ElI5 : How do we explain the flow of current? As in, how does current flow in the direction opposite to electrons?

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ElI5 : How do we explain the flow of current? As in, how does current flow in the direction opposite to electrons?

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It’s just a definition issue but it washes out

Conventional current is written assuming a flow of positive charges from the positive terminal of a battery headed to the negative

Actual current flow is electron movement of negative charges going from negative to positive but since they are moving in the opposite direction *and* have opposite charge it cancels out and the math works out the same

You can treat current as positively charged pixies leaving the positive terminal (holes) or negatively charged pixies leaving the negative terminal (electrons) and the math works the same so we just work in conventional current and generally ignore actual electron movement

What you’re describing is known as *conventional* current. Before the existence of electrons was known, scientists just assumed that what they had called positive charges were what moved. When this turned out to be wrong, everyone just kind of kept using conventional current anyways since it didn’t change the mathematics.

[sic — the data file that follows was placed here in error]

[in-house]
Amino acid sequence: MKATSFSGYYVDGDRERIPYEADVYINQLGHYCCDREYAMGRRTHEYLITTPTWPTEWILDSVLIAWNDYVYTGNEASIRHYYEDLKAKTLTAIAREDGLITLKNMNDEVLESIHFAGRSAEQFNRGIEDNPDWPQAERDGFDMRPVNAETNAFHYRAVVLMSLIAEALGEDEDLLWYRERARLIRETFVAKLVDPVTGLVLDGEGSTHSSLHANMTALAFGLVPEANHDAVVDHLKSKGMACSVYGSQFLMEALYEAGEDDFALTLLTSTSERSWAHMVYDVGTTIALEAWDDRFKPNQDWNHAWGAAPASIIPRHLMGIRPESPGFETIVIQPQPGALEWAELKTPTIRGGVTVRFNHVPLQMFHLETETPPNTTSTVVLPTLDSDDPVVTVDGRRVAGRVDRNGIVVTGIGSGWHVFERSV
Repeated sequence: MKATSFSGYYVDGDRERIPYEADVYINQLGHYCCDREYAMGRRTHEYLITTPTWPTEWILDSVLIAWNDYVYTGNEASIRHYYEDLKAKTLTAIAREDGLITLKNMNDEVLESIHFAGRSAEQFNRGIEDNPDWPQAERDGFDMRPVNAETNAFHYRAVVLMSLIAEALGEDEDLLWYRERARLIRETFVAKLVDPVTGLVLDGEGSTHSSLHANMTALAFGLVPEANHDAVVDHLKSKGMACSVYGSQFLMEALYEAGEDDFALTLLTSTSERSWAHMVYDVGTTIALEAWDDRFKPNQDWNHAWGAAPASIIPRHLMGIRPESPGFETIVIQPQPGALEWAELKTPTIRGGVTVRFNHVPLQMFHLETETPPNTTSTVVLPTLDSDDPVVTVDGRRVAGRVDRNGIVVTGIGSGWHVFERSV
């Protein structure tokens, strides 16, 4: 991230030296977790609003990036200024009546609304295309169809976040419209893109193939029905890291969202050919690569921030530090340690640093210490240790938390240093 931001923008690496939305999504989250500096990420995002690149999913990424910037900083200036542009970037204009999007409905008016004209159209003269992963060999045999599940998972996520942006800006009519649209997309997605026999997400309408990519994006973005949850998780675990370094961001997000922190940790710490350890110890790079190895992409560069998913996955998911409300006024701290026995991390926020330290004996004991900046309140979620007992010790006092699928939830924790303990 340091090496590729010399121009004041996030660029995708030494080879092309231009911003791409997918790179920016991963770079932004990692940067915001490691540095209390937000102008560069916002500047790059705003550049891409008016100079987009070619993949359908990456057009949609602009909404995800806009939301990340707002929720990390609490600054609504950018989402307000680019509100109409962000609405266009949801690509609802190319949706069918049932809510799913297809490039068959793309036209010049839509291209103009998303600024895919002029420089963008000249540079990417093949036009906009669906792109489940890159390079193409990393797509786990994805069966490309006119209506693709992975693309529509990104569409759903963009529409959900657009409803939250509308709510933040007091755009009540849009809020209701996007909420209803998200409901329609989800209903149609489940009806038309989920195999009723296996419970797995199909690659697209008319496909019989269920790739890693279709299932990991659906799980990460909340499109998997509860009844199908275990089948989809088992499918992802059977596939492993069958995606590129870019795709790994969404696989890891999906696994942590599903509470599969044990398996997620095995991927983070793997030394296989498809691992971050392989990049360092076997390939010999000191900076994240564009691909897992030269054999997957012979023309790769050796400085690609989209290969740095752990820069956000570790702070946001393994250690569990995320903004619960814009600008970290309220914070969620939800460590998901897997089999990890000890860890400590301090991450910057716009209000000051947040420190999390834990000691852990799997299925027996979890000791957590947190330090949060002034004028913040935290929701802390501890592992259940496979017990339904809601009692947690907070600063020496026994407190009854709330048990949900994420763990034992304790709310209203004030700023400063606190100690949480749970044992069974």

Conventional current itself is not really a flow of current, it’s really just a tool for understanding electrical circuits.

Electrons flow, that’s how it works. But, electrons are “negative” so conventional current “flows” in the opposite “positive” direction. There was a 50/50 chance that the convention established with static charge, decades before the electron was discovered, would be right. We lost that one.

Current doesn’t flow in the opposite direction to electrons. That was a mistake early on because it wasn’t obvious that it was the negative charges rather than the positive that were flowing. It got baked into the language of electronics so that’s what we call “conventional current” now.

It doesn’t actually reflect physical reality, it’s just a convention and everything works out the same anyway as long as you’re consistent.